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Substance rather than polish

I note, having read a recent copy of the Lawyer2B, that in the latest bid to promote social mobility, all of the magic circle firms along with many other city firms are introducing the ‘Contextual Recruitment System’ (CRS) into their graduate recruitment programmes.

The CRS compares the economic and social circumstances of applicants. It uses information from two databases: one contains the exam results of 3,500 English secondary schools and sixth form colleges and the other contains 2.5 million UK postcodes. It then fuses this information and candidates’ responses together to produce ‘contextual data’ on every single candidate.
Law firms have been working on the area of social mobility for some time now but compared with most industries, the profession has clearly been lagging behind and many feel that law firms are losing out on some candidates who have lots of potential. A June 2015 report by the Social Mobility and Child Poverty Commission found that within law, banking and accountancy, social background is still an important factor when searching for entry-level jobs at elite firms.

Linklaters graduate recruitment partner Simon Branigan has said: “As graduate recruitment partner I sit through our wash-ups after interview, and I feel we are already quite sophisticated at looking at a candidate’s full background,” Branigan said. “Having 4 As at A Level and going to a tough comprehensive will not necessarily push someone through, but it is one thing to take into account. The concern we have had is that excellent people weren’t getting through the process because they don’t possess some of the life experiences that people from a more privileged background get. The contextual recruitment system will help us look at substance rather than polish.”

When I first heard about the CRS, I was admittedly cynical. I thought it sounded rather contrived – these matters should be decided on a case by case basis rather than computerising it. And if lawyers tend to come from a toff background then so be it- life is generally unfair. When I was young, I wanted to be a vet. It was never going to happen – I just wasn’t clever enough. Then, in my teenage years I decided I wanted to be a newsreader on the TV. When I informed my mother of this she wasted no time in telling me I didn’t have the looks. (Incidentally, I then told a friend in outrage what my mother had said, to which she replied: “Don’t let her put you off, there are some complete mingers on the telly these days.”) That was the end of that short lived dream. My point is, I wasn’t able to follow my dreams because I didn’t fit the criteria.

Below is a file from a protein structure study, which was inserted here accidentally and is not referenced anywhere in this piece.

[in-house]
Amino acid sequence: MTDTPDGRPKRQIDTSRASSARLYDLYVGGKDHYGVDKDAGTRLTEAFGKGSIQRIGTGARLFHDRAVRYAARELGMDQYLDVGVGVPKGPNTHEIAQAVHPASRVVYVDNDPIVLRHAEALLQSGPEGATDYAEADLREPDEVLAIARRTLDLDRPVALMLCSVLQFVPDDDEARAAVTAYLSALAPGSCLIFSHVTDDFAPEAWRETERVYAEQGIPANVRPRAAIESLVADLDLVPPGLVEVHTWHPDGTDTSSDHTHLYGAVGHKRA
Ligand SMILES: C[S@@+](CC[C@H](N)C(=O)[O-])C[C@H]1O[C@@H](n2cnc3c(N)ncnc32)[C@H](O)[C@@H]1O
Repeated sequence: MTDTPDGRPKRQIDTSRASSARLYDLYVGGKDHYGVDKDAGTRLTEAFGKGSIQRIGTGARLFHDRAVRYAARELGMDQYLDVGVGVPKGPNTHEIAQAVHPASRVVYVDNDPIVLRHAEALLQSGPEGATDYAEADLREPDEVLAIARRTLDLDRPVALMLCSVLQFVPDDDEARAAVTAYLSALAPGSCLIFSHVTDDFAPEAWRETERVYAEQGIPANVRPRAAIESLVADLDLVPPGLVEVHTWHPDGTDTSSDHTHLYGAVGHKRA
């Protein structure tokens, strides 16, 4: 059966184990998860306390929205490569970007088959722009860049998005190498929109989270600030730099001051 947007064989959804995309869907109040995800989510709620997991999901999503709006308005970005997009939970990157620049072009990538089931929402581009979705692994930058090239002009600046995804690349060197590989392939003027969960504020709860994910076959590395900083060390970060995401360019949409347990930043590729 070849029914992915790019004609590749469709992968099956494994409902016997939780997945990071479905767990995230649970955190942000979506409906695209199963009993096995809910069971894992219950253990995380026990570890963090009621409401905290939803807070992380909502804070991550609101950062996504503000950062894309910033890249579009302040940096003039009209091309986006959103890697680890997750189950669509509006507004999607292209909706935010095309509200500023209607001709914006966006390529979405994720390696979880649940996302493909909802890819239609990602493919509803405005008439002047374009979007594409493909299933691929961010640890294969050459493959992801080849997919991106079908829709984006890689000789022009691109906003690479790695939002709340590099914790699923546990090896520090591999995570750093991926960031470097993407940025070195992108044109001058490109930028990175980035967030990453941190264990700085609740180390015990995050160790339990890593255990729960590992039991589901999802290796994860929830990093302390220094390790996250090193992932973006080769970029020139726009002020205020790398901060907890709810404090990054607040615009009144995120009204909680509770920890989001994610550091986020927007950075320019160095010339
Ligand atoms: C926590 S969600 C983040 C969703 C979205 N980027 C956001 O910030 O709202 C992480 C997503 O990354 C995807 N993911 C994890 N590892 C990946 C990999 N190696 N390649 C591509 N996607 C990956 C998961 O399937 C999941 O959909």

However, the situation regarding social mobility is far removed from the situations I have just described regarding my junior career aspirations. Some really bright people are not getting the opportunity to enter the legal profession because of the perceived and sometimes actual snobbery surrounding the legal profession, which is unacceptable. Discrimination on this level happens much of the time and often subconsciously.

To give you an example, in order to get a training contract with most of the national law firms, candidates have to fill out an application form. Along with their grades (which are almost always better if the candidate had been privately educated or if the state school is based in an affluent ‘middle class’ area), law firms will often pose questions along the lines of: “Tell us about the biggest challenge you have faced outside your education,” or: “Describe a time you have had to change your approach to a project when it became clear the original plan wasn’t working.” Having marked 100s of these applications myself when I worked for a top 30 law firm, many candidates will then tell you about a scenario when they were in Africa, India or some other faraway land where they were helping out on some clean water project, rebuilding communities or teaching English and then give you a very impressive account of how they saved the community, school etc. with their quick thinking, clear communication and their strong leadership skills. Whilst without wishing to detract from these achievements, many of these candidates had their trips funded by wealthy parents. Candidates from less well healed families cannot compete on this level as they haven’t been given the opportunity to have life experiences like this and consequently potentially miss out on a training contract.

I don’t know how well the CRS will work in practice but it’s hopefully a step in the right direction. It will be interesting to see if it is rolled out to the larger firms in the regions, such as Bristol where I work. However, I fear that unless there is a genuine willingness for partners to buy into a more diverse workforce and wish to take on a ‘new breed,’ then partners will continue to have an unconscious bias and select people ‘like them.’ Big cultural changes such as this require sponsorship from the top.

For further information about private practice roles in Bristol, please contact Georgina Inson on 07469 146754 or visit our website BCL Legal.

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